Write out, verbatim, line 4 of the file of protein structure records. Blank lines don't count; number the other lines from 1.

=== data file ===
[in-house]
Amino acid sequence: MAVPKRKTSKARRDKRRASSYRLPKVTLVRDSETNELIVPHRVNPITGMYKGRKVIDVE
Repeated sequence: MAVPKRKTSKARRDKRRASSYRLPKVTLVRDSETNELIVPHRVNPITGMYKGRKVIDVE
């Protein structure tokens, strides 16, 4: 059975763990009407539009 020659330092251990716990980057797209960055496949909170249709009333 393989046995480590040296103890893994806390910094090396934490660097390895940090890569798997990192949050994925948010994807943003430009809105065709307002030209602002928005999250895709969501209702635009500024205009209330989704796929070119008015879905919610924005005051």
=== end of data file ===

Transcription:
């Protein structure tokens, strides 16, 4: 059975763990009407539009 020659330092251990716990980057797209960055496949909170249709009333 393989046995480590040296103890893994806390910094090396934490660097390895940090890569798997990192949050994925948010994807943003430009809105065709307002030209602002928005999250895709969501209702635009500024205009209330989704796929070119008015879905919610924005005051």